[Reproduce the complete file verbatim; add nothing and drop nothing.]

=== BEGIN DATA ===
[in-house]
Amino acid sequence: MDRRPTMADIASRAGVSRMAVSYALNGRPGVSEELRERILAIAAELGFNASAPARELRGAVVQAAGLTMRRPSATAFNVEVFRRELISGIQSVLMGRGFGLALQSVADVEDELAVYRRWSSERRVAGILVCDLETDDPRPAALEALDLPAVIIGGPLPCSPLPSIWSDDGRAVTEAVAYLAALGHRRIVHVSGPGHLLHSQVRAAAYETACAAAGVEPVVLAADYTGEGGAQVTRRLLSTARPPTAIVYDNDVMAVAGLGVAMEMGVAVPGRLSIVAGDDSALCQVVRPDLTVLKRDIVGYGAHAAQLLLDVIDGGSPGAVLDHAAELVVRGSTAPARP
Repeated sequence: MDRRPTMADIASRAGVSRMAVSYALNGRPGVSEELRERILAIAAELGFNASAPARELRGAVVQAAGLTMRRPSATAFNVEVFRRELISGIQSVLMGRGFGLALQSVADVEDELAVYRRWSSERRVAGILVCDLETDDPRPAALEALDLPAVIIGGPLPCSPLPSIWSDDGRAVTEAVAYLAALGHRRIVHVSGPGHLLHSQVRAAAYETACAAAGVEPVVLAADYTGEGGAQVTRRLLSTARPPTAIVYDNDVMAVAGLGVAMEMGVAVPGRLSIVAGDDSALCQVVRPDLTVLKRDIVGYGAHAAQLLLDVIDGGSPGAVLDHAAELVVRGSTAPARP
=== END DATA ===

[in-house]
Amino acid sequence: MDRRPTMADIASRAGVSRMAVSYALNGRPGVSEELRERILAIAAELGFNASAPARELRGAVVQAAGLTMRRPSATAFNVEVFRRELISGIQSVLMGRGFGLALQSVADVEDELAVYRRWSSERRVAGILVCDLETDDPRPAALEALDLPAVIIGGPLPCSPLPSIWSDDGRAVTEAVAYLAALGHRRIVHVSGPGHLLHSQVRAAAYETACAAAGVEPVVLAADYTGEGGAQVTRRLLSTARPPTAIVYDNDVMAVAGLGVAMEMGVAVPGRLSIVAGDDSALCQVVRPDLTVLKRDIVGYGAHAAQLLLDVIDGGSPGAVLDHAAELVVRGSTAPARP
Repeated sequence: MDRRPTMADIASRAGVSRMAVSYALNGRPGVSEELRERILAIAAELGFNASAPARELRGAVVQAAGLTMRRPSATAFNVEVFRRELISGIQSVLMGRGFGLALQSVADVEDELAVYRRWSSERRVAGILVCDLETDDPRPAALEALDLPAVIIGGPLPCSPLPSIWSDDGRAVTEAVAYLAALGHRRIVHVSGPGHLLHSQVRAAAYETACAAAGVEPVVLAADYTGEGGAQVTRRLLSTARPPTAIVYDNDVMAVAGLGVAMEMGVAVPGRLSIVAGDDSALCQVVRPDLTVLKRDIVGYGAHAAQLLLDVIDGGSPGAVLDHAAELVVRGSTAPARP